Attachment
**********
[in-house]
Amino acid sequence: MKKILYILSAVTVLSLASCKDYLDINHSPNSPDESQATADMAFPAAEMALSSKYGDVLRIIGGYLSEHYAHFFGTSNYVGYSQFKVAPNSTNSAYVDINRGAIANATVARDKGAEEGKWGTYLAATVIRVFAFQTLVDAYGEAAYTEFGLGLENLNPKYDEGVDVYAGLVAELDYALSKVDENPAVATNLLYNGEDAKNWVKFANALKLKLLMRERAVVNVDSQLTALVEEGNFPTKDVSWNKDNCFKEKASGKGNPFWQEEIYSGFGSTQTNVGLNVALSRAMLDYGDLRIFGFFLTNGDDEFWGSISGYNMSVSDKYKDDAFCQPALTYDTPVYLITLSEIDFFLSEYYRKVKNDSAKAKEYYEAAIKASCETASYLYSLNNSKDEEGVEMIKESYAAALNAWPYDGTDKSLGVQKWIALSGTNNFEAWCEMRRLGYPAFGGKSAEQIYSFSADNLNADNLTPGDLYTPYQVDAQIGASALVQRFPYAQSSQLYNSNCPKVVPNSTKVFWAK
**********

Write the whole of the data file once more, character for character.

[in-house]
Amino acid sequence: MKKILYILSAVTVLSLASCKDYLDINHSPNSPDESQATADMAFPAAEMALSSKYGDVLRIIGGYLSEHYAHFFGTSNYVGYSQFKVAPNSTNSAYVDINRGAIANATVARDKGAEEGKWGTYLAATVIRVFAFQTLVDAYGEAAYTEFGLGLENLNPKYDEGVDVYAGLVAELDYALSKVDENPAVATNLLYNGEDAKNWVKFANALKLKLLMRERAVVNVDSQLTALVEEGNFPTKDVSWNKDNCFKEKASGKGNPFWQEEIYSGFGSTQTNVGLNVALSRAMLDYGDLRIFGFFLTNGDDEFWGSISGYNMSVSDKYKDDAFCQPALTYDTPVYLITLSEIDFFLSEYYRKVKNDSAKAKEYYEAAIKASCETASYLYSLNNSKDEEGVEMIKESYAAALNAWPYDGTDKSLGVQKWIALSGTNNFEAWCEMRRLGYPAFGGKSAEQIYSFSADNLNADNLTPGDLYTPYQVDAQIGASALVQRFPYAQSSQLYNSNCPKVVPNSTKVFWAK